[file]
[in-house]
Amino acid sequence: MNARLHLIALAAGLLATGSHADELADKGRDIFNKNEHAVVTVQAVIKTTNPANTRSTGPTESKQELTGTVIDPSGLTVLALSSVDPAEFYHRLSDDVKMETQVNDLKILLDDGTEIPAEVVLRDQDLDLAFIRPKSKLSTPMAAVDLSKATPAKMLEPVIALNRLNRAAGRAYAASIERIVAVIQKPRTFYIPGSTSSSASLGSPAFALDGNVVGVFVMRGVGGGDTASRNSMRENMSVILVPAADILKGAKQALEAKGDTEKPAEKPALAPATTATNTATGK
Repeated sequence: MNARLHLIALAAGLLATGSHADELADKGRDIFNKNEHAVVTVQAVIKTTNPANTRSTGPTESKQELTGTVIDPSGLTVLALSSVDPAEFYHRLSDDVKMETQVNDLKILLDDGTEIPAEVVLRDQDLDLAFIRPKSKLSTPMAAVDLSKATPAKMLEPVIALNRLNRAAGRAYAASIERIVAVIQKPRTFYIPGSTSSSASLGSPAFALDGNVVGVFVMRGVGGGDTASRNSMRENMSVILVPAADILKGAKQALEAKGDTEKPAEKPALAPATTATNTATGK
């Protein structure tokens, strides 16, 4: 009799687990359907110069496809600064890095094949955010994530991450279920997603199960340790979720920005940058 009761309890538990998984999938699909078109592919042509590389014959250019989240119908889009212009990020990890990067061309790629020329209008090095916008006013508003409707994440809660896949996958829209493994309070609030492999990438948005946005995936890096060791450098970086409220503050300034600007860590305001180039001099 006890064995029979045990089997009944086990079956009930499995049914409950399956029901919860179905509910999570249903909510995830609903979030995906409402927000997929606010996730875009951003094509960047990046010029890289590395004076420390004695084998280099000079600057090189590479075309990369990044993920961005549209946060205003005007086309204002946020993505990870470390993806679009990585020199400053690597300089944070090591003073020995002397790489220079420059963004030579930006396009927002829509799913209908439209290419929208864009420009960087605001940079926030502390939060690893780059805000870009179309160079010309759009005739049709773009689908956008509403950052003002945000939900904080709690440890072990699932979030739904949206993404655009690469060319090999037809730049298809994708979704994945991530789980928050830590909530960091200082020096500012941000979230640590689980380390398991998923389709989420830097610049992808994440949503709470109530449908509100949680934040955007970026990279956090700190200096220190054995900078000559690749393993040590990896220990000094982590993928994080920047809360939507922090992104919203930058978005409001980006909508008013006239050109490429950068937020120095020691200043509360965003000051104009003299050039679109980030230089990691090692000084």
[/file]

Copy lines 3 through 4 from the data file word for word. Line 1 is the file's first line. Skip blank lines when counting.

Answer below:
Repeated sequence: MNARLHLIALAAGLLATGSHADELADKGRDIFNKNEHAVVTVQAVIKTTNPANTRSTGPTESKQELTGTVIDPSGLTVLALSSVDPAEFYHRLSDDVKMETQVNDLKILLDDGTEIPAEVVLRDQDLDLAFIRPKSKLSTPMAAVDLSKATPAKMLEPVIALNRLNRAAGRAYAASIERIVAVIQKPRTFYIPGSTSSSASLGSPAFALDGNVVGVFVMRGVGGGDTASRNSMRENMSVILVPAADILKGAKQALEAKGDTEKPAEKPALAPATTATNTATGK
């Protein structure tokens, strides 16, 4: 009799687990359907110069496809600064890095094949955010994530991450279920997603199960340790979720920005940058 009761309890538990998984999938699909078109592919042509590389014959250019989240119908889009212009990020990890990067061309790629020329209008090095916008006013508003409707994440809660896949996958829209493994309070609030492999990438948005946005995936890096060791450098970086409220503050300034600007860590305001180039001099 006890064995029979045990089997009944086990079956009930499995049914409950399956029901919860179905509910999570249903909510995830609903979030995906409402927000997929606010996730875009951003094509960047990046010029890289590395004076420390004695084998280099000079600057090189590479075309990369990044993920961005549209946060205003005007086309204002946020993505990870470390993806679009990585020199400053690597300089944070090591003073020995002397790489220079420059963004030579930006396009927002829509799913209908439209290419929208864009420009960087605001940079926030502390939060690893780059805000870009179309160079010309759009005739049709773009689908956008509403950052003002945000939900904080709690440890072990699932979030739904949206993404655009690469060319090999037809730049298809994708979704994945991530789980928050830590909530960091200082020096500012941000979230640590689980380390398991998923389709989420830097610049992808994440949503709470109530449908509100949680934040955007970026990279956090700190200096220190054995900078000559690749393993040590990896220990000094982590993928994080920047809360939507922090992104919203930058978005409001980006909508008013006239050109490429950068937020120095020691200043509360965003000051104009003299050039679109980030230089990691090692000084």